21 September 2017

Witnesses to Destruction

Camille Mauclair, Henri Le Sidaner (Paris: Georges Petit & Henri Floury, 1928), pp. 174-175 (from the draft of my soon-to-be-published translation):
Mechanization requires intrusive changes, and every day it destroys irreplaceable cultural landmarks. We watch as a sly vandalism spoils and deadens everything with the exasperating consent of an indifferent public. Speculators lay waste to the forests, and where there was once a cluster of trees worthy of the painter Théodore Rousseau we now find a sawmill in the midst of an empty plain. The heirs to the old country estates are unable to keep up with the crushing taxes and are selling up and parcelling off their land: housing developers will use it to erect twenty ridiculous and commonplace boxes. The factory's chimney and turbines disgrace and defile the lovely river. The village church falls into disrepair, and the local wiseacres look forward to the day this “temple of superstition” collapses. Every day, somewhere, a porch or an arch is pulled down. The soft, thatched roof is proscribed. Cement and corrugated steel, convenient and hideous, take the place of stone and slate. The merchant cartel plunders the countryside, removing its furnishings and period ornaments and replacing them with modern junk. Provincial talent creates masterpieces, but it is pushed aside in favour of trends from Paris that are Parisian in name alone. Thanks to poor regional education, it will be impossible to rebuild things once people realize the terrible mistake they made when they threw it all away. The decent and sensible French have resisted tenaciously, but the domestic and religious attitudes that were suited to this old way of life are still under harsh attack. We are indeed witnesses to destruction: it will continue for a long while yet, but it is only a matter of time. Whatever regret or disgust we may feel, it is our right and duty as artists to struggle for these places and this society as our forefathers did for theirs: to preserve them in pictures, to honour their beauty, and to show how much we loved them.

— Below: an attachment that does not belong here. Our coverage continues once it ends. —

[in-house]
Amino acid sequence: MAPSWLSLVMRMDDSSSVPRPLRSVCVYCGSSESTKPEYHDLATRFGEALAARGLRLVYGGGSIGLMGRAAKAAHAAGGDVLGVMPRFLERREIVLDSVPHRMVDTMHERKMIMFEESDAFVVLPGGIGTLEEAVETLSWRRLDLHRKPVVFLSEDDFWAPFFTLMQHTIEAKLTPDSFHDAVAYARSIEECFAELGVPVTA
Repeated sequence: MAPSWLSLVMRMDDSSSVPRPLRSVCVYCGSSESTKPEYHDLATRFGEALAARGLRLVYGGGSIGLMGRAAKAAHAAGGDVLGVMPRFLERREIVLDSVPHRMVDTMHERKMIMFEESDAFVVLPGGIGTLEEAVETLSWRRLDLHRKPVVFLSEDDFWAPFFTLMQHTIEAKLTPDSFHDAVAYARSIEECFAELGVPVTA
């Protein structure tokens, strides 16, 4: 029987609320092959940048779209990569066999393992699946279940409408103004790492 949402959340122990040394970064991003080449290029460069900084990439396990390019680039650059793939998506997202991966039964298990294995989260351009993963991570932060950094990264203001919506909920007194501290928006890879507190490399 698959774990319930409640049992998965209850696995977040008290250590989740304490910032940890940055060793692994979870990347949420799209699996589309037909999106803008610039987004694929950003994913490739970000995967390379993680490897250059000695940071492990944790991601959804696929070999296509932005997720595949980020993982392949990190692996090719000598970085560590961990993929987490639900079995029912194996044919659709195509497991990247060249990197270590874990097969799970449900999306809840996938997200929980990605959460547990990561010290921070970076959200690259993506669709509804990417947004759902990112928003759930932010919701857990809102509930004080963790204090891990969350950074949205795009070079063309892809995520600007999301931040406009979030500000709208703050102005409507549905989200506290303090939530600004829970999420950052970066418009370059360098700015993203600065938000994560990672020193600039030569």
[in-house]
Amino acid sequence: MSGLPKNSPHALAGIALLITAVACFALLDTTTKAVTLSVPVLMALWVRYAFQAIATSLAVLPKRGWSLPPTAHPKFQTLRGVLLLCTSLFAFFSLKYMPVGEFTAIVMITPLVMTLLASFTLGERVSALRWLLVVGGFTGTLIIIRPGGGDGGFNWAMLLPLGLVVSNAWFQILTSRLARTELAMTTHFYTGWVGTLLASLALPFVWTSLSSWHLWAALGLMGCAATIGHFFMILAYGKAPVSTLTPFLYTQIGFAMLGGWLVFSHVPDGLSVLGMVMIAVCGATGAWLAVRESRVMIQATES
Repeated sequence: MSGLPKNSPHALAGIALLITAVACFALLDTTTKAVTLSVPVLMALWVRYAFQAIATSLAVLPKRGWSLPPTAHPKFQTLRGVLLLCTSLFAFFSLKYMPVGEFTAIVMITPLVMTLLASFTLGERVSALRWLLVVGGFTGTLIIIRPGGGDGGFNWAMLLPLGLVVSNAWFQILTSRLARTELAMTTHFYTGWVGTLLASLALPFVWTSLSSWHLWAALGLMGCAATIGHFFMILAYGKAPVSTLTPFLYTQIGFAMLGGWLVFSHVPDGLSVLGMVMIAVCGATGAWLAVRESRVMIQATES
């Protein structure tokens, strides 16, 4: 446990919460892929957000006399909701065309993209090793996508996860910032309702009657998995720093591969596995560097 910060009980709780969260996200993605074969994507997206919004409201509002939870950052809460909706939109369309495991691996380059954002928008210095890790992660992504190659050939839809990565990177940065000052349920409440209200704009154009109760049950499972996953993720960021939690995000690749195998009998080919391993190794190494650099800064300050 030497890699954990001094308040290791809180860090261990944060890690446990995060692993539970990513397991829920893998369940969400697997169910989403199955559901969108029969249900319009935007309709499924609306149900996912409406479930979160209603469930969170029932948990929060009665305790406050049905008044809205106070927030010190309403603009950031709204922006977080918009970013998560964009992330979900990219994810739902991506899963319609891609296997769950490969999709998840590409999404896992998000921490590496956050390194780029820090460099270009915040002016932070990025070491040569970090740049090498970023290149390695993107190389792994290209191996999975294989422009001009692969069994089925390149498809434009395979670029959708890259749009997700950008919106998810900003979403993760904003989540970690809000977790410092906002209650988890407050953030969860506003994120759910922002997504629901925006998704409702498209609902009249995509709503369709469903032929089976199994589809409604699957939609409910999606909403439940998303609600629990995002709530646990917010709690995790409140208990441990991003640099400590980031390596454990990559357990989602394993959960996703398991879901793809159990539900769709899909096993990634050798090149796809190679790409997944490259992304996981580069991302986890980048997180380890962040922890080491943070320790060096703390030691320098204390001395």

Henri Le Sidaner, Clair de lune à Gerberoy (1904)

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